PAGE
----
• Cloud Spanner is a fully managed relational database service that offers global scalability, high consistency, and high availability.
  • Developers may now evaluate Spanner at no cost, taking advantage of several guided tutorials and a sample database.

Google Cloud announced significant changes to several of its major database systems, including a free trial for those looking to test Cloud Spanner. It also launched Datastream, a new service for BigQuery that makes it easier to gain real-time insights.

The majority of the announcements are focused on expanding the possibilities of cloud databases. Andi Gutmans, Vice President and General Manager of the database at Google, said, “We’ve passed the tipping point for databases in the cloud,” noting that Gartner Inc. says more than half of database usage is now in the cloud. A lot of that is fueled by transformative applications.”

Cloud Spanner is a fully managed relational database service that offers global scalability, high consistency, and high availability. It is a commercial version of the relational database that Google uses internally to run its consumer services, such as Google Search, Gmail, etc. The system uses conventional SQL syntax for queries and includes service-level agreements that guarantee a maximum uptime of 99.999%. This equates to less than one hour of downtime annually.

Sailesh Krishnamurthy, Vice President of engineering for databases at Google Cloud, stated that he anticipates many developers would desire to explore and test the possibilities of Spanner. However, many have been unable to do so due to the cost of the service, which makes basic experimental programs unaffordable. To address this issue, Google has announced the availability of free trial instances for Spanner, allowing users to test the service without any expense.

Developers may now evaluate Spanner at no cost, taking advantage of several guided tutorials and a sample database. According to Krishnamurthy, the trial instances come with 10 GB of storage for up to 90 days. Users may unlock Spanner’s full capabilities at any moment during the trial by purchasing a subscription to get limitless scale and multi-region deployments.

Gutmans said the business experienced a 10-fold increase in Spanner demand after it announced more granular instance sizes. “We hope the free trial will help,” he added.

The preview availability of fine-grained access control is the second upgrade for Spanner. Users may now approve access to Spanner data at the table and column level. The database already offers identity and access management controls, but the fine-grained access is intended to make it easier to safeguard transactional data and guarantee adequate security when allowing access to particular portions of the database. For instance, according to Gutmans, if the database contains personally identifiable information such as Social Security numbers, such information can be concealed from developers creating applications using Spanner.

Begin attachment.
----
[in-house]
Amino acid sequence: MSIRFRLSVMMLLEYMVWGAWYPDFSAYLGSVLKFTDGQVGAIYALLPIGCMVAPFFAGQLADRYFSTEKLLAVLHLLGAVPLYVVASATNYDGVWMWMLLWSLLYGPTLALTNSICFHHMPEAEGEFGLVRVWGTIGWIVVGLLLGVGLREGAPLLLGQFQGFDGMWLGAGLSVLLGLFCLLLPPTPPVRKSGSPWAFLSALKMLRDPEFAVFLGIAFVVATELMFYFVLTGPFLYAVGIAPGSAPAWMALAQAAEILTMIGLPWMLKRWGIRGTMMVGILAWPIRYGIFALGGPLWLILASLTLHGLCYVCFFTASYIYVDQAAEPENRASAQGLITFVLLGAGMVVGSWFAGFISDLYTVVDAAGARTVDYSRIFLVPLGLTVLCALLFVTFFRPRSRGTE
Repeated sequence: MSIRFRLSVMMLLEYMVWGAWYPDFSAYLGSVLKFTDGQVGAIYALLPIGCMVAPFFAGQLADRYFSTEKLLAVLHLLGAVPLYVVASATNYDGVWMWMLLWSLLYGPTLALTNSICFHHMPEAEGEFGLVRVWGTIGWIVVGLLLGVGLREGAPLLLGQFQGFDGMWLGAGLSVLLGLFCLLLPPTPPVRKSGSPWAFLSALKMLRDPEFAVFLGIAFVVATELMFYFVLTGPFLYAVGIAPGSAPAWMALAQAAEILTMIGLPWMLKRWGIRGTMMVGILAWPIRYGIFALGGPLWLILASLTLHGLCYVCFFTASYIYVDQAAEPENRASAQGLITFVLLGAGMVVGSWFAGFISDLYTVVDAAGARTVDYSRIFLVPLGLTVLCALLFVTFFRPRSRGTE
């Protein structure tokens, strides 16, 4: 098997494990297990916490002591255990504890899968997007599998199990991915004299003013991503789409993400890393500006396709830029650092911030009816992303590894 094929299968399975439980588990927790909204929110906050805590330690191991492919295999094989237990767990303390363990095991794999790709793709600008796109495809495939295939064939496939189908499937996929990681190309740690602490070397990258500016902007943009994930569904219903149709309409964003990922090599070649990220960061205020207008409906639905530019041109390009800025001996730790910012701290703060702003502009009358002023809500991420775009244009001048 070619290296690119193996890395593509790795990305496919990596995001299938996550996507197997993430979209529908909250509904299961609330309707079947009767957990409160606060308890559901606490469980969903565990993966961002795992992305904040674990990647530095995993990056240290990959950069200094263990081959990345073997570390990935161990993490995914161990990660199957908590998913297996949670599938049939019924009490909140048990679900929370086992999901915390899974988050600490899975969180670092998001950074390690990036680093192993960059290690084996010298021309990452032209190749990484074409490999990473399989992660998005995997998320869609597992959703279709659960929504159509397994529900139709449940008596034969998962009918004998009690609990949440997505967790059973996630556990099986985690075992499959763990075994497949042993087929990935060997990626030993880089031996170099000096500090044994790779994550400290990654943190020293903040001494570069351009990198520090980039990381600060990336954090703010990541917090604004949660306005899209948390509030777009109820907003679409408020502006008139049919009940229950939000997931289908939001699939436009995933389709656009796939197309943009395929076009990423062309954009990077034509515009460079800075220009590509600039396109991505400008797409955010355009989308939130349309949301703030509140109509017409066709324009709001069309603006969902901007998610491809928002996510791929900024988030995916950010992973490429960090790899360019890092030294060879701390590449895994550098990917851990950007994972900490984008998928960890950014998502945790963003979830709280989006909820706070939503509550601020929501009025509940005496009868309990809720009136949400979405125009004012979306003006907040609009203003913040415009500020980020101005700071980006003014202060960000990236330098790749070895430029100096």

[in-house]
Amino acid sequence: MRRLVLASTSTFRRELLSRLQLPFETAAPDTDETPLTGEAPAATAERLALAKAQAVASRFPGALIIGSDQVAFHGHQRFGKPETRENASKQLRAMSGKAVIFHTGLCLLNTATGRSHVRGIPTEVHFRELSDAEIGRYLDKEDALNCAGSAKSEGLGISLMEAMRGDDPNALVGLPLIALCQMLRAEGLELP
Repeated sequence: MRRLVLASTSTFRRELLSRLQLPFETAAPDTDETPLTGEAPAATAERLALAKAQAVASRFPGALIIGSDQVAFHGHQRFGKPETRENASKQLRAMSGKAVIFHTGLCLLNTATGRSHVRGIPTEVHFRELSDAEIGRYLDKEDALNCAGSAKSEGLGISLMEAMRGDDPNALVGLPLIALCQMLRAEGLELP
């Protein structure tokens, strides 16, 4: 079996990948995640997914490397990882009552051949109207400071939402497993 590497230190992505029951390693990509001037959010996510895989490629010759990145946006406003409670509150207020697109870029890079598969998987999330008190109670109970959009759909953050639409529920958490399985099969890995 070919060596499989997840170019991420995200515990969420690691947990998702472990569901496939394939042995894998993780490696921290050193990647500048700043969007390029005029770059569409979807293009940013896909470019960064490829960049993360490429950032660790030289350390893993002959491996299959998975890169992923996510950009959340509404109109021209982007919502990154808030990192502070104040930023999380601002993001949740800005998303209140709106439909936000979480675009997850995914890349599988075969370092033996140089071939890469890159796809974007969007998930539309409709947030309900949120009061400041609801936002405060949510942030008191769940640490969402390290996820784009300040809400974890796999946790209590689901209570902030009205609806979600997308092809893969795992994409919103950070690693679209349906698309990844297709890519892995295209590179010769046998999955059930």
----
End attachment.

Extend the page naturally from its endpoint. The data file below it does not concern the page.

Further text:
Datastream for BigQuery, Google’s serverless cloud data warehouse, will also be available in preview. Datastream is a new technology that enables users to easily enable real-time insights in BigQuery by following a few simple steps.

According to Google, the agentless solution replicates every event reliably as it happens and replicates data from operational database sources directly into BigQuery. Then, users may set up an extract, load and transform pipeline for low-latency data replication that enables real-time insights.

Klook Travel Technology Ltd’s senior data manager, Stacy Zhu, said her organization has been testing Datastream for BigQuery for quite some time to make data-driven business choices.

Stacy Zhu said, “Prior to adopting Datastream, we had a team of data engineers dedicated to the task of ingesting data into BigQuery, and we spent a lot of time and effort making sure that the data was accurate. With Datastream, our data analysts can have accurate data readily available to them in BigQuery with a simple click. We enjoy Datastream’s ease of use, and its performance helps us achieve large scale ELT data processing.”

Sources for Datastream include MySQL, PostgreSQL, AlloyDB, and Oracle databases, which can be hosted on-premises or on Google Cloud’s infrastructure.

According to Krishnamurthy, many businesses are seeking to transition from historical databases to PostgreSQL to prevent vendor lock-in, shorten the learning curve for development teams, and decrease expenses. Today, Krishnamurthy announced that Google Cloud’s Database Migration Service allows migrations from PostgreSQL databases to AlloyDB, a PostgreSQL-compatible service that is reportedly four times quicker when performing transactional workloads. With DMS support, customers can transfer PostgreSQL workloads to AlloyDB with only a few clicks.

Brazil’s CURA Grupo, a medical diagnostics giant, made this decision because it was experiencing growing issues with its on-premises PostgreSQL database. With the necessity to preserve the results of more than 30,000 medical tests performed daily, CURA Grupo determined that cloud storage would be more practical. Thanks to DMS, the database migration from PostgreSQL to AlloyDB required only 20 minutes of downtime.